The address bar is at the top of every user's browser and it's often totally overlooked by developers. We all know we should think a little when choosing a domain name, well mostly, but after we've done that normally let the our toolkit or internal organisation work against the user and clutter up the address bar with crap.

it should make sense to the user

All developers primary motivation, for the address bar as with the rest of the ui, should be something that's useful to a user. It's there on every browser, on top of every page of every visitor to your site. Make them short and simple, easy to see where you are, easy to remember and easy to type.
These are all good URLs, easy to see where you are and easy to remember.

I've seen a number of applications or frameworks that want URLs in the form It irritates me just seeing it. None of that cruft has anything to do with anything a user cares about. It's inattention to detail, it's endemic on the Internet and there is no excuse for it.

case sensitivity

A URL should not under normal circumstances be case sensitive. Storing something at the same place with the same name only differing in case is very confusing and counter intuitive to users. Don't do it.
These are all the same to most users and you wouldn't actually put different pages at each of them would you? So why not do the sensible thing for the user and make sure that no matter what case they use it just works?

The case to use depends on a variety of factors. For most uses all lowercase is probably the best default choice, however using CamelCase in a wiki, casing for adherence to brand standards or common conventions are all reasonable situations where preserving case may be the prefered option. Preserve the case yes, but don't make the URL case sensitive.

In the 37 signals book Defensive Design for the Web[[posterous-content:AdnwJyzzGmvqpgpgGjub]] [[[posterous-content:AdnwJyzzGmvqpgpgGjub]]] they point out a classic from a usability best:

I typed "" in my browser's address bar but instead of information on the MP3 application, I received a "Page Not Found" error. Even though the application is called "iTunes" apple's site only accepts "" (all lowercase).

This is an unfortunate branding situation for Apple. Customers are actually punished for adhering to the brand's naming conventions

At the time of this post on Apple has fixed it, both URLs will now give you the correct page but I think it's a great example. As well as a great excuse to link to the excellent 37 signals book. It's worth pointing out that the apple page currently redirects to the lowercase url so it's not case preserving or using the correct case to adhere to the brand's naming conventions, but at least it works.

file extentions

Why do so many websites have pages that end in html, asp, php, jsp, .do? Users don't care about what language you're using, telling them is pointless and worse makes it hard for them to figure out URLs from memory or by making an educated guess. Take the time to configure your server to at the very least drop the extensions.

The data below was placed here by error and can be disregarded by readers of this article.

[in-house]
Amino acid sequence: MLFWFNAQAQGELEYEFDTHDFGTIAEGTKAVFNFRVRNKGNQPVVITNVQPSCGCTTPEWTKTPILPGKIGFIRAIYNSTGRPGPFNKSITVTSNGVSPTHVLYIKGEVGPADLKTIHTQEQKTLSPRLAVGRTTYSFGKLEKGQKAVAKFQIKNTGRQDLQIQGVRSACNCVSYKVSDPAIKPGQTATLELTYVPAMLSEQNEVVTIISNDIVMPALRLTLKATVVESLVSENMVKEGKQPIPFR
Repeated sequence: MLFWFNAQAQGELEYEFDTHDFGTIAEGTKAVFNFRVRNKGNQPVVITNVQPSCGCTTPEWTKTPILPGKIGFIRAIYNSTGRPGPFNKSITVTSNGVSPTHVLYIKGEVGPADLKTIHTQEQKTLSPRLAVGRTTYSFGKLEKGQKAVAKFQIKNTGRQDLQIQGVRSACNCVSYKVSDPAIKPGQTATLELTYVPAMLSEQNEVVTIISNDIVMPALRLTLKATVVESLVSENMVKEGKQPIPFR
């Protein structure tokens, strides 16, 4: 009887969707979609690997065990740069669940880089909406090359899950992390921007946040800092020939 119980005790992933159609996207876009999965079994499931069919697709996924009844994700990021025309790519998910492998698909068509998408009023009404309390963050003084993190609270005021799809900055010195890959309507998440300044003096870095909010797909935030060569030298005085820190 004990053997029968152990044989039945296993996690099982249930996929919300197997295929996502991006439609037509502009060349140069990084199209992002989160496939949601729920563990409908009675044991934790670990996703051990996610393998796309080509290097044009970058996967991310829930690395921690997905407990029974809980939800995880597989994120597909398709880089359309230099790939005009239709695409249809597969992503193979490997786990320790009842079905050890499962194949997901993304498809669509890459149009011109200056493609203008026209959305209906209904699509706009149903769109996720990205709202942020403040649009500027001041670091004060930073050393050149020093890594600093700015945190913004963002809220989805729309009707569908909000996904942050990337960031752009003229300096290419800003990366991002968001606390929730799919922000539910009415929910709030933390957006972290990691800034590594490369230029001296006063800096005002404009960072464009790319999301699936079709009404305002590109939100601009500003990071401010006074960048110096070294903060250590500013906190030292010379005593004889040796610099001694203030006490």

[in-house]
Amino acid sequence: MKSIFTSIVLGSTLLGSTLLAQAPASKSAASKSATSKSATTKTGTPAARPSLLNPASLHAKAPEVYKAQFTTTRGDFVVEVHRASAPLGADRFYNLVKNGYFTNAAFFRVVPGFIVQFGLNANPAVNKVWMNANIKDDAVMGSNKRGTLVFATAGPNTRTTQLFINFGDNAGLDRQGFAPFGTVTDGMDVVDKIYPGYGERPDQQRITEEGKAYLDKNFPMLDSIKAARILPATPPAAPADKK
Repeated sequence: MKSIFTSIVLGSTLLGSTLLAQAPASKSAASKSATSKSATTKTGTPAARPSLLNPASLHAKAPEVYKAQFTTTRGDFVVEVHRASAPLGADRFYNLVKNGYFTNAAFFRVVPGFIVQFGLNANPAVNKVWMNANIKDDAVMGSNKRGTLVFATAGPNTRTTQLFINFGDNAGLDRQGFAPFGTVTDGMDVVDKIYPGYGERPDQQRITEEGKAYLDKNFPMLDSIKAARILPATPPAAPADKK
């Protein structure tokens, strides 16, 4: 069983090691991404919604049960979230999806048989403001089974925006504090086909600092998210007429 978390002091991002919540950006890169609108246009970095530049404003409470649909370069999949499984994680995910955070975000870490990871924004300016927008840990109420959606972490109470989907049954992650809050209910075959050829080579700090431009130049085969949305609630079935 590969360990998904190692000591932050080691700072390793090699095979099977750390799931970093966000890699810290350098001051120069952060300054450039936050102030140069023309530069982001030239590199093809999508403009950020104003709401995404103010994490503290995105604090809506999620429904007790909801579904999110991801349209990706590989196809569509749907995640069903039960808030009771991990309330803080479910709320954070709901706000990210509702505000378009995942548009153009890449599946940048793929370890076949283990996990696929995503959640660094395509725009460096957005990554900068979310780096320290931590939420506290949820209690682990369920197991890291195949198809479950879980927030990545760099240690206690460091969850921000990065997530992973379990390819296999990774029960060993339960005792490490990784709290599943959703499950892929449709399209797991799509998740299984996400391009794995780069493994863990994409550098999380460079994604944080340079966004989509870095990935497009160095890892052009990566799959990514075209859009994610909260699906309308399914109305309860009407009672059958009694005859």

The exception to the rule

There are times when a file extention is important, and developers should know when to apply the above rules and when for everyone's sake not to- when a file extention dictates the mime type, or when you're providing a file for a user to download you obviously want to maintain the extention. There is nothing wrong with having .pdf, .exe, .dmg, .gif, .jpg, .avi, .mov etc. Most of those files are embedded, or downloaded and should maintain their extensions.


I hate them. I really hate them. What the is index.php?ID=123 anyway, what does that mean to me? Keep your database IDs in the database and give me something useful. Blogs get this right a lot of the time, or close anyway. Forums are notorious for getting this wrong.

A querystring is alright, if you're running a query, a search or something similar where various parameters are going to affect the outcome. It's not alright if you're pulling one element out of a database. It's alright if you're using an API. If you're pulling a single item and the only identifier is a numeric id you can still do better than a query string. How about: http://mysite/items/12345/

why should we care?

It seems like a small thing to worry about when you've got a whole application to build. The URL is like a lot of little things, it shows attention to detail. It's easy to make them sensible if you choose to and it will make some users lives easier. The short term pain of making all your URLs sensible will in the long run improve usability- you might even retain a few more users here and there and eventually that will add up.

Take for example something like a property sales application. Let's give it two URLs for the sake of argument.


I hammed it up a bit on the last one to prove a point- they're both a similar number of characters but the second is so much better even though it's longer!

  • The second is much more user friendly.
  • The second URL is much more information rich than the fist. You're looking at a property, on a page, on a site written in php in english - or - You're looking at a property, in Malaga, Spain with 2 bedrooms and it's a 'Stunning town house'.
  • To quickly broaden a search for related two bedroom properties in malaga it's obvious you can just remove the last part of the URL on the second. The first you'll have to use the search function.

No excuse for... regular features on blogs

This might turn into a regular feature, I've got a growing list of things and there is no excuse for them. I think what I'll do is queue them up as I write them then post them for a Friday afternoon read.